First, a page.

“Then you will not marry me, Mildred?”
“That is your fixed determination?”
“Ah, well!” he sighed, “I suppose that I had better ‘top my boom’ again?”
“I mean I had better leave Madeira.”
“Why should you leave Madeira?”
He hesitated a little before replying.
“Well, because if I do not marry you, and still come here, people will talk. They did before, you know.”
“Are you afraid of being talked about, then?”
“I? Oh! dear no. What can it matter to me now?”
“And supposing I were to tell you that what ‘people’ say, with or without foundation, is as much a matter of indifference to me as the blowing of next summer’s breezes, would you still consider it necessary to leave Madeira?”
“I don’t know.”
He again rose and leant over the verandah rail.
“It is going to be a wild night,” he said, presently.
“Yes; the wind will spoil all the magnolias. Pick me that bud; it is too good to be wasted.”
He obeyed, and, just as he stepped back on to the verandah, a fierce rush of wind came up from the sea, and went howling away behind them.
“I love a storm,” she murmured, as he brought the flower to her. “It makes me feel so strong,” and she stretched out her perfect arms as though to catch the wind.
“What am I to do with this magnolia?”
“Give it to me. I will pin it in my dress—no, do you fasten it for me.”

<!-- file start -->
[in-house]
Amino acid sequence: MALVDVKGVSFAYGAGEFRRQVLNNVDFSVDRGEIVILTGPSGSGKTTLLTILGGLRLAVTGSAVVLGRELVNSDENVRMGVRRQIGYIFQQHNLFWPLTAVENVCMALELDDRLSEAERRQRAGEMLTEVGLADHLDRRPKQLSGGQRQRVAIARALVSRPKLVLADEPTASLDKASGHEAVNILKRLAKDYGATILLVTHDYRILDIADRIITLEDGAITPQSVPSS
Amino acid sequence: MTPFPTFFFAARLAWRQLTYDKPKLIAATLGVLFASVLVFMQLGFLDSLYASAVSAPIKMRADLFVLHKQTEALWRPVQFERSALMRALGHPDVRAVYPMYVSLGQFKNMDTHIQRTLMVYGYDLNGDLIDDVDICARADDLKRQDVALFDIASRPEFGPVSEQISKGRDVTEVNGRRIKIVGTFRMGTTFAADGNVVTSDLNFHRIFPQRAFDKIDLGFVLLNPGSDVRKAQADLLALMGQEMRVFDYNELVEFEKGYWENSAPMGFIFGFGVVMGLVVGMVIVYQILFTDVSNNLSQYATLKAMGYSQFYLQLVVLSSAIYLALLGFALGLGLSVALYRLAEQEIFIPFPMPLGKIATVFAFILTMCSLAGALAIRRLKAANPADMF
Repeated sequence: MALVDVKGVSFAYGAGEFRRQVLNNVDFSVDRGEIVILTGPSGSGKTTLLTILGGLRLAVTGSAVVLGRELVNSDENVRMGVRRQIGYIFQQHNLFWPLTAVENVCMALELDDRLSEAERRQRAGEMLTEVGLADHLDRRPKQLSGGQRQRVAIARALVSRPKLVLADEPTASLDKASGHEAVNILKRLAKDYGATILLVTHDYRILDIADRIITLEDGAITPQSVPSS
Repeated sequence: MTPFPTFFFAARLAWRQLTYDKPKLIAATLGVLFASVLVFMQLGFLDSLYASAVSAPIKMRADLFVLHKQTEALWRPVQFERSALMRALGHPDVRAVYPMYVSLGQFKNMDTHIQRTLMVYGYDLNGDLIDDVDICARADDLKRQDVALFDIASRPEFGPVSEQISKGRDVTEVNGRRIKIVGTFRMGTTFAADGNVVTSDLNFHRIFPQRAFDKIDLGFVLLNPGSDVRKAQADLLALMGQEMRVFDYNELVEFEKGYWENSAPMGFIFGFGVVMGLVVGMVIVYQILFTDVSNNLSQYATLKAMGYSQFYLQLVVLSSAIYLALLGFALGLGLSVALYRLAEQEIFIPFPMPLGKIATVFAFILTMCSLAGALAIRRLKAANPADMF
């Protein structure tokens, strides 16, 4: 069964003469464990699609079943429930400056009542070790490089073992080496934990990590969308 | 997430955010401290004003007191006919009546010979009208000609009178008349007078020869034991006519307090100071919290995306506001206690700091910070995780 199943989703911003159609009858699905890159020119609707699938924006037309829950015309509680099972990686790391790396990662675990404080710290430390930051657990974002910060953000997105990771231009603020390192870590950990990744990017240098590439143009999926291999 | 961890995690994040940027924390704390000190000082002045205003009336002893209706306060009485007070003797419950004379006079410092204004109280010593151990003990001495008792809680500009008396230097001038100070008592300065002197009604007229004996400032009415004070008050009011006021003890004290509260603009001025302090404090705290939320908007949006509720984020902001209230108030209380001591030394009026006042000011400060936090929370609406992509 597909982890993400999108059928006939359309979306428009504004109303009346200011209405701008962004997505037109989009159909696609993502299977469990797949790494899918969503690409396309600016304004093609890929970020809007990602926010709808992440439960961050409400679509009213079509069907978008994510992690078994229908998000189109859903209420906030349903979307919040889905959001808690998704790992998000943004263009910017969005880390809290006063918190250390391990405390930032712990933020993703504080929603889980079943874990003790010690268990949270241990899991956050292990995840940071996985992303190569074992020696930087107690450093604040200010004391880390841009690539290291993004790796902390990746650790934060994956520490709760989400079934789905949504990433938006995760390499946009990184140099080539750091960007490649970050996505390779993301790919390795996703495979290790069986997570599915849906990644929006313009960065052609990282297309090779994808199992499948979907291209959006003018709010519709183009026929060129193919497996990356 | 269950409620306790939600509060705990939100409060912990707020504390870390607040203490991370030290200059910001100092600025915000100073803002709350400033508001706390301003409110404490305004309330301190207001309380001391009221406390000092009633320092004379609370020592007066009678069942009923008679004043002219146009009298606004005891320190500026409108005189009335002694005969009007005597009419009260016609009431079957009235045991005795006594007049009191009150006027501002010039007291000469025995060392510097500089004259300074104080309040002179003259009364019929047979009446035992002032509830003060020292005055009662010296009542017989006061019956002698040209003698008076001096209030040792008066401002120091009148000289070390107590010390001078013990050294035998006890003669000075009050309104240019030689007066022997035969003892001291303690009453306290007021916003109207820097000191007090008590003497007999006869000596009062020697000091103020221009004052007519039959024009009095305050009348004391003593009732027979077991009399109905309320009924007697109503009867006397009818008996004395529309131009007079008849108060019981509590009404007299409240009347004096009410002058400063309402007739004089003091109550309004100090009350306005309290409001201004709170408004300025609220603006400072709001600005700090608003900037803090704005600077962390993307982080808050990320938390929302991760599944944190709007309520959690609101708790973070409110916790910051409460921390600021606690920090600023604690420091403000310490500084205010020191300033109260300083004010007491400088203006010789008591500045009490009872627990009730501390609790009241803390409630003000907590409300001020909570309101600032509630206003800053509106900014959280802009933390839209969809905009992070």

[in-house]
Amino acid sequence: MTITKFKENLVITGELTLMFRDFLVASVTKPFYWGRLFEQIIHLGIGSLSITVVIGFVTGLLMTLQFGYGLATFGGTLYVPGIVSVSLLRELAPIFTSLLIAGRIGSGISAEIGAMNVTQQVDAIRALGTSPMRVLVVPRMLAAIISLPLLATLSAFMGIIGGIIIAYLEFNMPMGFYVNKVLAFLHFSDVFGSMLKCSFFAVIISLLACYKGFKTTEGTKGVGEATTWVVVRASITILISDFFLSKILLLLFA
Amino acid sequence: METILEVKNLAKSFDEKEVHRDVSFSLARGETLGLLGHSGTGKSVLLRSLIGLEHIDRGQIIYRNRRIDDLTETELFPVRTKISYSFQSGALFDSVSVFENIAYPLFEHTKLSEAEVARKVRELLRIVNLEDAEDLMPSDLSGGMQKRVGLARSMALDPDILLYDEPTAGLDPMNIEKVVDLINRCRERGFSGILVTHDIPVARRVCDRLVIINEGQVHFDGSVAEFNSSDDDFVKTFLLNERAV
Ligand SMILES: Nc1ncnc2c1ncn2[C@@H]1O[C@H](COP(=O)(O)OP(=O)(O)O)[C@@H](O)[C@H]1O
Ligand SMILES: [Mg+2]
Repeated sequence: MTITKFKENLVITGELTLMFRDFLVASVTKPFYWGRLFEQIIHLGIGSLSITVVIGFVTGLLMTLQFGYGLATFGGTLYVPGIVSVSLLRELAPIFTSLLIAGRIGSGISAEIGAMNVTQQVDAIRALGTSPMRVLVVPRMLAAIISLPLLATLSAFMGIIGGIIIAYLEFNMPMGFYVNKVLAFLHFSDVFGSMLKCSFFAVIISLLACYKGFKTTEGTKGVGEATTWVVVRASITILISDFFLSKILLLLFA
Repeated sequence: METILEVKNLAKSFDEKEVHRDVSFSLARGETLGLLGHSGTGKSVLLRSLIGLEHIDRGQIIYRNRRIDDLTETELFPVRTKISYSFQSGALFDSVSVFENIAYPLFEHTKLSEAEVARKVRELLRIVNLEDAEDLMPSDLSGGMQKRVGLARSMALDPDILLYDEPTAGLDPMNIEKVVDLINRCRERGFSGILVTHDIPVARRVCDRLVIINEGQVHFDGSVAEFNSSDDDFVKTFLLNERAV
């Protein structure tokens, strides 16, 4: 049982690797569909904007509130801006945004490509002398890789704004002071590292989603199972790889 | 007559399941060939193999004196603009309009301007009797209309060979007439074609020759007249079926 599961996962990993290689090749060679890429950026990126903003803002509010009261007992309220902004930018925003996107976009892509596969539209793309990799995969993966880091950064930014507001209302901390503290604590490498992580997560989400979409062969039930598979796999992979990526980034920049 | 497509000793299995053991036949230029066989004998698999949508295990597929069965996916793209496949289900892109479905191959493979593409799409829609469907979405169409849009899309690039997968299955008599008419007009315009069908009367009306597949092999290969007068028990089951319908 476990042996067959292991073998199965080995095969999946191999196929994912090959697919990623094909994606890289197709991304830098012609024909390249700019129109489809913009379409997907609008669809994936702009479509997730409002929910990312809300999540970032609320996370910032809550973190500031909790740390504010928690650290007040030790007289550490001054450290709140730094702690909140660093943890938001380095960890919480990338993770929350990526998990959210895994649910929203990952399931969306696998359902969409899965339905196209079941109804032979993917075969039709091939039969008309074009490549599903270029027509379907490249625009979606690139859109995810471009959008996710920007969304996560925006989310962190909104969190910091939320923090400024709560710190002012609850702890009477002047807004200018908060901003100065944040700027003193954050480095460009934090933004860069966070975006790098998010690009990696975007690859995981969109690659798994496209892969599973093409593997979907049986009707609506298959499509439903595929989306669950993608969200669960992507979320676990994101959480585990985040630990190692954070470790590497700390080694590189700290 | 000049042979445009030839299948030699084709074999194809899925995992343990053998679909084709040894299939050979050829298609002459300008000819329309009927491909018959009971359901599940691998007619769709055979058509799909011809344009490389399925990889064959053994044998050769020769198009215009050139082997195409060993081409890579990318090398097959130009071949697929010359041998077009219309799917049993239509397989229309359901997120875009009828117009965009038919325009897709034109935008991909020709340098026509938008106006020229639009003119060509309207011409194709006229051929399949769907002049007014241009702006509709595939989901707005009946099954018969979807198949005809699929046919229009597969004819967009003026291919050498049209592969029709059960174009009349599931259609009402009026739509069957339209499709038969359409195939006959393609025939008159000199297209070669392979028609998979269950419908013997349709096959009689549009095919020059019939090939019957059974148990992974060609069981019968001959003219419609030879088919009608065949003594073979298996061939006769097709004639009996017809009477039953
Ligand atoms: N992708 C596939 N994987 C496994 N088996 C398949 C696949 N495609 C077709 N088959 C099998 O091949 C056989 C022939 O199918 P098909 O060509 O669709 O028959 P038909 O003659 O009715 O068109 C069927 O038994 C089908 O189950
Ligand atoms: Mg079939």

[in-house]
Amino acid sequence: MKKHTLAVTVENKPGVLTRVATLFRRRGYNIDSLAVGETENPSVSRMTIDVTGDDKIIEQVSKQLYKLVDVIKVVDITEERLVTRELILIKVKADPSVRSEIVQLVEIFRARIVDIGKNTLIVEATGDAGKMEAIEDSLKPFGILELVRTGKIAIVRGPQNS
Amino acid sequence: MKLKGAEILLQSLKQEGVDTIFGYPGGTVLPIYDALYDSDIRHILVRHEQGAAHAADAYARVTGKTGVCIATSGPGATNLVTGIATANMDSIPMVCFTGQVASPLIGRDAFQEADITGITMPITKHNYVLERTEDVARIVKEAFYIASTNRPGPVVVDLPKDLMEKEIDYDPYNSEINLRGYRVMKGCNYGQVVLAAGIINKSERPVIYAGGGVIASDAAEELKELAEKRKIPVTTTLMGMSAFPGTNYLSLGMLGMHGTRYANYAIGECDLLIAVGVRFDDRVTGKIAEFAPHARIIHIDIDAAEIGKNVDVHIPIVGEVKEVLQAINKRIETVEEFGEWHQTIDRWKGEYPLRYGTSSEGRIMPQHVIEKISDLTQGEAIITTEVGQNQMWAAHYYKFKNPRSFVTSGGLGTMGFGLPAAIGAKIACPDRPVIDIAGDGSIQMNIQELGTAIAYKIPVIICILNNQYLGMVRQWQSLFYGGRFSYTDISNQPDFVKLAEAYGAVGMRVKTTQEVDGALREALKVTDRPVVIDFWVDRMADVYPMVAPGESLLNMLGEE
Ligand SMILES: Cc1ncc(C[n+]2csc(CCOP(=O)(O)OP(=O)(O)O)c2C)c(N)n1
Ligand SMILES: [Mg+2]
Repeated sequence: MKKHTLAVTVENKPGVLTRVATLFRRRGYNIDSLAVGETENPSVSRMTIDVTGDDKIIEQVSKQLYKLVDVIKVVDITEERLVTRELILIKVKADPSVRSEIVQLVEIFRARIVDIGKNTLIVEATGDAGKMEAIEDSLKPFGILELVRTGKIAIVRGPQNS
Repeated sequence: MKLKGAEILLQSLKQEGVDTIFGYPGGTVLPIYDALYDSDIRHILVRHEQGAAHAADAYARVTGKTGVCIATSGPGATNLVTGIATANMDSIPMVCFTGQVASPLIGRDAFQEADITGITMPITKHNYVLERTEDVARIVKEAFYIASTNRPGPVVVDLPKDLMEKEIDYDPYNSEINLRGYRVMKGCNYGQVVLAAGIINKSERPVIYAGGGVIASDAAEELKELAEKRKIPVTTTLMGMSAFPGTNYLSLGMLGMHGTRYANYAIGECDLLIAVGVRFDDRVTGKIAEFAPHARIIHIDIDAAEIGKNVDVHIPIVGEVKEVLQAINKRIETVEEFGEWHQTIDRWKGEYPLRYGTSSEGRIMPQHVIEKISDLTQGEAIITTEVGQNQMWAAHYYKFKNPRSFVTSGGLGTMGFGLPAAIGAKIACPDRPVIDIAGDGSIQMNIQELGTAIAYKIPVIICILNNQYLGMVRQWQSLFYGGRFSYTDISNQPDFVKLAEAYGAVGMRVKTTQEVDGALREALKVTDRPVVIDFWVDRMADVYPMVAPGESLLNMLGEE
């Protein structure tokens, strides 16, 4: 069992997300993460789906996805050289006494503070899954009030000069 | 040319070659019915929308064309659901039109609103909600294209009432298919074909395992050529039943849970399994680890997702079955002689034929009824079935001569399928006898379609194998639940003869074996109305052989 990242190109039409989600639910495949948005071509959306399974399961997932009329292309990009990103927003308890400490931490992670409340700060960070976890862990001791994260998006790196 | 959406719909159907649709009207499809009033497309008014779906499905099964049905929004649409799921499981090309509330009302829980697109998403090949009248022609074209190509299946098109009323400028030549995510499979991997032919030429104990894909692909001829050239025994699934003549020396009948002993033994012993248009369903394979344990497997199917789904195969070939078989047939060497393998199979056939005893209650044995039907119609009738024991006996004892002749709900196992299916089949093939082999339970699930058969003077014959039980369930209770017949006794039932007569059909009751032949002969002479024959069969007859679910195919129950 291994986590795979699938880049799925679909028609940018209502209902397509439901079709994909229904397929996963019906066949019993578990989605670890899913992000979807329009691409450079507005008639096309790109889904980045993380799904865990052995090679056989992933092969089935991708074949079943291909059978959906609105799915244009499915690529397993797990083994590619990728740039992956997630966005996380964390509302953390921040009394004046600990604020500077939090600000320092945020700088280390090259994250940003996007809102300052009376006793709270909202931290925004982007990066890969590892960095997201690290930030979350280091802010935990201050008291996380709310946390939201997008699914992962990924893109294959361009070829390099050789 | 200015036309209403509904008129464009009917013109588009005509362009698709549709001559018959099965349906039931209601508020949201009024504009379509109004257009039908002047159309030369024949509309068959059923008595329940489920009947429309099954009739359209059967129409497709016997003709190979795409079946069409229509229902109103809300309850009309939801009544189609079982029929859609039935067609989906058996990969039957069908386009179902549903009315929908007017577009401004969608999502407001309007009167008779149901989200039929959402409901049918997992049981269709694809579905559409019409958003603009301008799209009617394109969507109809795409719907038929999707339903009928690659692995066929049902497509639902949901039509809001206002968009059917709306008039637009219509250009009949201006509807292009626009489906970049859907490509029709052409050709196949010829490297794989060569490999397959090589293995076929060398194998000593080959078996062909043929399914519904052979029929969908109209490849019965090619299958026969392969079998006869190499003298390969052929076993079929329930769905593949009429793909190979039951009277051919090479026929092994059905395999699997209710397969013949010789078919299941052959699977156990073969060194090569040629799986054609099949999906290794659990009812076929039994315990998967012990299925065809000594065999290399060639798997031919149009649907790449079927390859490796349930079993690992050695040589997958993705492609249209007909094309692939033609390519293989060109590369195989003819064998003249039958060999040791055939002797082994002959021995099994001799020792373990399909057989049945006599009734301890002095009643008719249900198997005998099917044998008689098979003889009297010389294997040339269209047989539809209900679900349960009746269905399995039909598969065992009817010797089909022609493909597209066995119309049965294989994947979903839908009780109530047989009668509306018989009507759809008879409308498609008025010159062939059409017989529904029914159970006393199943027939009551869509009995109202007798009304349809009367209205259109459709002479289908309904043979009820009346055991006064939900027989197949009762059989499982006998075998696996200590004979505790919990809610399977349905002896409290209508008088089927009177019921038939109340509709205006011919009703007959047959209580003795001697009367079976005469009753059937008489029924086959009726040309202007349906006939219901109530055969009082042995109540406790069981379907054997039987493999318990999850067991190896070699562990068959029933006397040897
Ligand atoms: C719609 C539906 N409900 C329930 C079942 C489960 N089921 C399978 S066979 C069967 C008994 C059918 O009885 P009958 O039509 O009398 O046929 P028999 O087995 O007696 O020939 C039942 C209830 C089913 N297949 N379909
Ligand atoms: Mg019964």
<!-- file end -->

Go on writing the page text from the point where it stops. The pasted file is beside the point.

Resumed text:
The chair in which she was lounging was so low that, to do as she bade him, Arthur was forced to kneel beside her. Kneeling thus, the sweet, upturned face was but just beneath his own; the breath from the curved lips played amongst his hair, and again there crept over him that feeling of fascination, of utter helplessness, that he had once before resisted. But this time he did not attempt to resist, and no vision came to save him. Slowly drawn by the beauty of her tender eyes, he yielded to the spell, and soon her lips were pressed upon his own, and the white arms had closed around his neck, whilst the crushed magnolia bloom shed its perfume round them.
Fiercer swept the storm, the lightning flashed, and the gale catching the crests of the rising waves dashed them in spray to where they sat.
“Dear,” he said presently, “you must not stop here, the spray is wetting you.”
“I wish that it would drown me,” she answered, almost fiercely, “I shall never be so happy again. You think that you love me now; I should like to die before you learn to hate me. Come, let us go in!”
When Mildred received Lady Bellamy’s telegram, she was so sure that it would prove the forerunner of Arthur’s arrival at Madeira that she had at once set about making arrangements for his amusement.